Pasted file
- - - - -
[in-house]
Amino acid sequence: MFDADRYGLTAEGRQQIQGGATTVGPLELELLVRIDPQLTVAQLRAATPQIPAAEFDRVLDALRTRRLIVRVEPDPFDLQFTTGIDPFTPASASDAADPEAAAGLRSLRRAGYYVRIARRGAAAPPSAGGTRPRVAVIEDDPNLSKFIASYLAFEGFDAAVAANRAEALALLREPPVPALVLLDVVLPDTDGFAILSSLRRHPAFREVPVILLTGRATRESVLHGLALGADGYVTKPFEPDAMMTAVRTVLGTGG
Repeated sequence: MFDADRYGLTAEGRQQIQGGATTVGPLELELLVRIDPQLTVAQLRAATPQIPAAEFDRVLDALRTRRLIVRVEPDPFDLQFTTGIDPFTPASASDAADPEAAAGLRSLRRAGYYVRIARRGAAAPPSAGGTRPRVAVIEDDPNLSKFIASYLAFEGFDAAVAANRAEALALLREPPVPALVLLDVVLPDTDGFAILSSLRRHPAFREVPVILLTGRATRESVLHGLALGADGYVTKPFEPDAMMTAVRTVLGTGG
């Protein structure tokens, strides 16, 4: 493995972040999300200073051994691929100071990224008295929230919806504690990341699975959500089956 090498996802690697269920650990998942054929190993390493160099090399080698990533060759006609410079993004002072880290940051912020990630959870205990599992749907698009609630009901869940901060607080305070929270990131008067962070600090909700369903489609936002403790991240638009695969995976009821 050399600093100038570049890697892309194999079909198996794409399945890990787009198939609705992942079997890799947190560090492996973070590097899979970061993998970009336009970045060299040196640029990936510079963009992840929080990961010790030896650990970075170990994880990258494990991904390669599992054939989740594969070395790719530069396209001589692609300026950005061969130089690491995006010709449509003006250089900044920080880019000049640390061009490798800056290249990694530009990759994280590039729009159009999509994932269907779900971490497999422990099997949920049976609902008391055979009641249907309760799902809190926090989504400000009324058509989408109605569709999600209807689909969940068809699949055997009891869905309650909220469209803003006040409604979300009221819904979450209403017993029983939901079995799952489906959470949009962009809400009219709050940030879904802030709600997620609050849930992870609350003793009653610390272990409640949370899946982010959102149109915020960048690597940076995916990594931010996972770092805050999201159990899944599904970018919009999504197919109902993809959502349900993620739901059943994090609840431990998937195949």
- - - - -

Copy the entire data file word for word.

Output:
[in-house]
Amino acid sequence: MFDADRYGLTAEGRQQIQGGATTVGPLELELLVRIDPQLTVAQLRAATPQIPAAEFDRVLDALRTRRLIVRVEPDPFDLQFTTGIDPFTPASASDAADPEAAAGLRSLRRAGYYVRIARRGAAAPPSAGGTRPRVAVIEDDPNLSKFIASYLAFEGFDAAVAANRAEALALLREPPVPALVLLDVVLPDTDGFAILSSLRRHPAFREVPVILLTGRATRESVLHGLALGADGYVTKPFEPDAMMTAVRTVLGTGG
Repeated sequence: MFDADRYGLTAEGRQQIQGGATTVGPLELELLVRIDPQLTVAQLRAATPQIPAAEFDRVLDALRTRRLIVRVEPDPFDLQFTTGIDPFTPASASDAADPEAAAGLRSLRRAGYYVRIARRGAAAPPSAGGTRPRVAVIEDDPNLSKFIASYLAFEGFDAAVAANRAEALALLREPPVPALVLLDVVLPDTDGFAILSSLRRHPAFREVPVILLTGRATRESVLHGLALGADGYVTKPFEPDAMMTAVRTVLGTGG
């Protein structure tokens, strides 16, 4: 493995972040999300200073051994691929100071990224008295929230919806504690990341699975959500089956 090498996802690697269920650990998942054929190993390493160099090399080698990533060759006609410079993004002072880290940051912020990630959870205990599992749907698009609630009901869940901060607080305070929270990131008067962070600090909700369903489609936002403790991240638009695969995976009821 050399600093100038570049890697892309194999079909198996794409399945890990787009198939609705992942079997890799947190560090492996973070590097899979970061993998970009336009970045060299040196640029990936510079963009992840929080990961010790030896650990970075170990994880990258494990991904390669599992054939989740594969070395790719530069396209001589692609300026950005061969130089690491995006010709449509003006250089900044920080880019000049640390061009490798800056290249990694530009990759994280590039729009159009999509994932269907779900971490497999422990099997949920049976609902008391055979009641249907309760799902809190926090989504400000009324058509989408109605569709999600209807689909969940068809699949055997009891869905309650909220469209803003006040409604979300009221819904979450209403017993029983939901079995799952489906959470949009962009809400009219709050940030879904802030709600997620609050849930992870609350003793009653610390272990409640949370899946982010959102149109915020960048690597940076995916990594931010996972770092805050999201159990899944599904970018919009999504197919109902993809959502349900993620739901059943994090609840431990998937195949």